Firstly we need to understand what type of view they want to share. We have tools that work for them but we’re not going to dictate how a brand should communicate. So we have to take the time to understand what is the brief and what brand message they want to communicate. Who is the audience they want to reach and how to make sure that they’re approaching their presence on Facebook and Instagram from a native point of view. So this means that the goal is not the ‘copy and paste’ that’s being done in traditional and offline media but really thinking about the native customer experience. This person is opening Instagram over 20 times a day and Facebook over 15 times a day so how can they as a brand connect with a consumer that’s on the go, very quickly with content that’s going to attract their attention.
So from this do you build up a tailormade programme for each individual brand?
Absolutely. We are there to respond to each brand or partner directly. They share with us what is the true objective that they have. Myself and my team have a structure that brings together this idea of a global decision and we have what we call client partners and solutions managers who are there to meet the core needs of the relationship with the partner. We also have a cross-functional support team that works on different aspects – we have one team called ‘creative shop’ for example whose goal is to help support the creative expression of the client. We have another team called ‘solutions engineering’ their goal is to make sure that they have all the tools and signals that ensure all activities that are aesthetic. We have ‘marketing client services’ that focuses more on measuring business metrics. So there really is a core team that makes sure we address our partners very precisely.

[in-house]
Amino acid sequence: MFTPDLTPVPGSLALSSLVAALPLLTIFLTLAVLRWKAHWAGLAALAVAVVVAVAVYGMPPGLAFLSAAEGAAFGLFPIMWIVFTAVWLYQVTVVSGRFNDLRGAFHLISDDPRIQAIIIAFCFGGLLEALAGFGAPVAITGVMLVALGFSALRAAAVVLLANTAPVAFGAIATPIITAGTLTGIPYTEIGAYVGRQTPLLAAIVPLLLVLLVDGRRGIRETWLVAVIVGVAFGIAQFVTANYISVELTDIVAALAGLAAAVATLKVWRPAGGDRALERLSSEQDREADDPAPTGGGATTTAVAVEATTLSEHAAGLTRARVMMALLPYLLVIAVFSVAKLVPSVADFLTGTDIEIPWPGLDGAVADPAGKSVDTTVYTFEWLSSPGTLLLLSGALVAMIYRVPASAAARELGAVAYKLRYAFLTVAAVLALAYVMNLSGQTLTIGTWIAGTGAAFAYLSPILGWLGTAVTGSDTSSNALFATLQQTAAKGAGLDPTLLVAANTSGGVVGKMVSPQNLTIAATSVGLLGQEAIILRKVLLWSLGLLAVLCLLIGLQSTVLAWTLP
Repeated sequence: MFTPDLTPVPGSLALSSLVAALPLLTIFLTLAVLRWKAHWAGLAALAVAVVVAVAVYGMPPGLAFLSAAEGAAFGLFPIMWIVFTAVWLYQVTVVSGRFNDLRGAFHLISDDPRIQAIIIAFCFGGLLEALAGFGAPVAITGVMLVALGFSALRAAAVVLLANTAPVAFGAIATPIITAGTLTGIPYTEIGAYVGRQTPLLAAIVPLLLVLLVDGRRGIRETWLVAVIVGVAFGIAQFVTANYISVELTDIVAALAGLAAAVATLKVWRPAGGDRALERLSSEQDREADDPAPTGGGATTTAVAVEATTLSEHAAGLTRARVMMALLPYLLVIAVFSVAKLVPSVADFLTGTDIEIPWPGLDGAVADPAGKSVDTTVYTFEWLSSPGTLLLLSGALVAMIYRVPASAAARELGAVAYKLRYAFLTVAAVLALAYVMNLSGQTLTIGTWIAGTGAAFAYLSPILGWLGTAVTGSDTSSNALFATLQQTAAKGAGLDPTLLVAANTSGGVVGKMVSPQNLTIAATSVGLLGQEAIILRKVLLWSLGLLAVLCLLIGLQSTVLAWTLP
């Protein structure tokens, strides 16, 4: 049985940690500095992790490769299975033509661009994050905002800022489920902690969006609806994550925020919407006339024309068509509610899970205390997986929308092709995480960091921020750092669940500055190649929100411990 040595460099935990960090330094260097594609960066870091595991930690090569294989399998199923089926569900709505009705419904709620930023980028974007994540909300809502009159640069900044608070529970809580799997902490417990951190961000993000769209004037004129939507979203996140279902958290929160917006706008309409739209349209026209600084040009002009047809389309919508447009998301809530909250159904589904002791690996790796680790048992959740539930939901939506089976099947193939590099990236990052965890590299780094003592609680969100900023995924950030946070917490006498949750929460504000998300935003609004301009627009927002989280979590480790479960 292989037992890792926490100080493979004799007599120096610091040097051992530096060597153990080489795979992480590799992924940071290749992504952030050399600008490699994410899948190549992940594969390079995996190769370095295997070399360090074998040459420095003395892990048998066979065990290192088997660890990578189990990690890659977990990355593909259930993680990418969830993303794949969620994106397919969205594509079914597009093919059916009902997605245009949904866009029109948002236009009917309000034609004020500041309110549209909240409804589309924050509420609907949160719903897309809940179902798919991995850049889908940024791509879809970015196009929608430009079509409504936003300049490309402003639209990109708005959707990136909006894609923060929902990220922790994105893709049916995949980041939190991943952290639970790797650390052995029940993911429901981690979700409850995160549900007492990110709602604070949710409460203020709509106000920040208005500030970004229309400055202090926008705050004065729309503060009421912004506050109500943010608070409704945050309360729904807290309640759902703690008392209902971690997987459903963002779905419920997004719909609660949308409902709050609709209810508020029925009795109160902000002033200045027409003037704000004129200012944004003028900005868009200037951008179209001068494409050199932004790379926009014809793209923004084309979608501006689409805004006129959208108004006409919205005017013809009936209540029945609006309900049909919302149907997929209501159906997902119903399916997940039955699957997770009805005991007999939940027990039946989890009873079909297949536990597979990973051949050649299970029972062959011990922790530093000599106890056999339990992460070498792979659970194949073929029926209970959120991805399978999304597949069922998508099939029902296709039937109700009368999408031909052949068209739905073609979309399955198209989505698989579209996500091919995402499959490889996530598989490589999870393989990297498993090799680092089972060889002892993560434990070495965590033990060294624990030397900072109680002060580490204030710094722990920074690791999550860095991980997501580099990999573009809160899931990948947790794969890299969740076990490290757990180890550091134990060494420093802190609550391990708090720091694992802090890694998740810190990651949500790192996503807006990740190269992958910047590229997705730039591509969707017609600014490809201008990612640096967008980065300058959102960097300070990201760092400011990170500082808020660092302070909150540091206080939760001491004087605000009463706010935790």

What is the process behind algorithms?
Our focus is on making sure that every person that uses Facebook and Instagram has an experience that’s most personal and relevant to them. It’s tailored to what they’re interested in with the content that’s most relevant to them. When it comes to algorithms we actually think about the person and make sure that we create the experience that’s most relevant. That means creating content based on signals from the brands and pages they follow, the content that they like and the order in which they engage. From this, each person has a personalised experience and news feed. On Instagram for example we have one billion different news feeds that are unique to each person and on Facebook we have over 1.2 billion unique news feeds. So our goal is really to be as precise and relevant as possible. I don’t personally pay attention to trucks or vehicles for example, so our algorithms will make sure I see they content that is most relevant to me and it is what I want to look at.